Women's awareness of perinatal mental health conditions and the acceptability of being asked about mental health in two regions in India: a qualitative study.
Fellmeth G., Kanwar P., Sharma D., Chawla K., DasGupta N., Chhajed S., Chandrakant None., Jose EC., Thakur A., Gupta V., Bharti OK., Singh S., Desai G., Thippeswamy H., Kurinczuk JJ., Chandra P., Nair M., Verma A., Kishore MT., Alderdice F.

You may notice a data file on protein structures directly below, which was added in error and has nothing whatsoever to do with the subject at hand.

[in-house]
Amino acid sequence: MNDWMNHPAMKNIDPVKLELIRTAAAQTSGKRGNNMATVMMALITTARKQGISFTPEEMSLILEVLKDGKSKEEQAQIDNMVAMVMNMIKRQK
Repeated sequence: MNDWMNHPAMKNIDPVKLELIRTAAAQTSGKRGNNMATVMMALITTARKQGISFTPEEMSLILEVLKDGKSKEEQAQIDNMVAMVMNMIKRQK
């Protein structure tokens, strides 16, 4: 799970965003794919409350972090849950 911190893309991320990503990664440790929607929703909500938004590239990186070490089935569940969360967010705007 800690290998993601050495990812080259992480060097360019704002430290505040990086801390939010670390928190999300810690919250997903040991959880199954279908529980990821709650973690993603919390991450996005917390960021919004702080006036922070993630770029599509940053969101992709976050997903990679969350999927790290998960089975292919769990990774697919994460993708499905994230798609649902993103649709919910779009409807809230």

BACKGROUND: Mental health conditions are common during pregnancy and the first year after childbirth. Early detection allows timely support and treatment to be offered, but identifying perinatal mental health conditions may be challenging due to stigma and under-recognition of symptoms. Asking about symptoms of mental health conditions during routine antenatal and postnatal appointments can help to identify women at risk. This study explores women's awareness of perinatal mental health conditions, their views on the acceptability of being asked about mental health and any preference for specific assessment tools in two regions in India. METHODS: Focus group discussions (FGDs) were conducted with pregnant, post-partum and non-perinatal women in Kangra, Himachal Pradesh (northern India) and Bengaluru, Karnataka (southern India). Settings included a hospital antenatal clinic and obstetric ward, Anganwadi Centres and Primary Health Centres. FGDs were facilitated, audio-recorded and transcribed. Narratives were coded for emerging themes and analysed using thematic analysis. RESULTS: Seven FGDs including 36 participants were conducted. Emerging themes were: manifestations of and contributors to mental health conditions; challenges in talking about mental health; and the acceptability of being asked about mental health. Difficult familial relationships, prioritising the needs of others and pressure to have a male infant were cited as key stressors. Being asked about mental health was generally reported to be acceptable, though some women felt uncomfortable with questions about suicidality. No preference for any specific assessment tool was reported. CONCLUSIONS: Women face many stressors during the perinatal period including difficult familial relationships and societal pressure to bear a male infant. Being asked about mental health was generally considered to be acceptable, but questions relating to suicidality may be challenging in a community setting, requiring sensitivity by the interviewer. Future studies should assess the acceptability of mental health assessments in 'real world' antenatal and postnatal clinics and explore ways of overcoming the associated challenges in resource-constrained settings.